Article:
You would expect countries with a tradition of making alcohol from grain to make whisky, and ones in which grape is the main source for alcoholic beverages to have little interest in it. This is not the case at all. Outside the traditional territories of Ireland and Scotland, there is no long whisky-making tradition in Europe. You would expect beer making countries such as Germany, Belgium and the Netherlands to have distilled their products into whisky. Instead, they traditionally made either jenever or distilled fruits for fruit liqueurs.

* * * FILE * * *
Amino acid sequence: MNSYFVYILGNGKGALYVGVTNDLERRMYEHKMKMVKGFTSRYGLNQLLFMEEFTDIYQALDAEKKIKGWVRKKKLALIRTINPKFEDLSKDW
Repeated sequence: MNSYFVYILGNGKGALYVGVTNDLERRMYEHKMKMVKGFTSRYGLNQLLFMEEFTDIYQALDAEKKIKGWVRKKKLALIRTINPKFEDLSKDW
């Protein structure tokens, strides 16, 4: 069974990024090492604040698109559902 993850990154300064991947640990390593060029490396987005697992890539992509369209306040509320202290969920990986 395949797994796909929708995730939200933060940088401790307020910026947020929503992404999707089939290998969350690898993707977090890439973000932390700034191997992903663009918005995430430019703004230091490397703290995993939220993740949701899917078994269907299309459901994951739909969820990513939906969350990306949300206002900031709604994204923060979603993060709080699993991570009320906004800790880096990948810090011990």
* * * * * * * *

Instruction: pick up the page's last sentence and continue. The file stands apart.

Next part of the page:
There has been an explosion in distilleries making whisky across Europe in recent years, however, and some of it is very good indeed. Most of it is based on a pot-still production system, but much of it is made on small and unusually shaped stills, and some of it tastes radically different from Scottish single malt. A proportion of it, though, is outstanding, and there are at least five distilleries that are making a case for promotion to whisky world's premier league.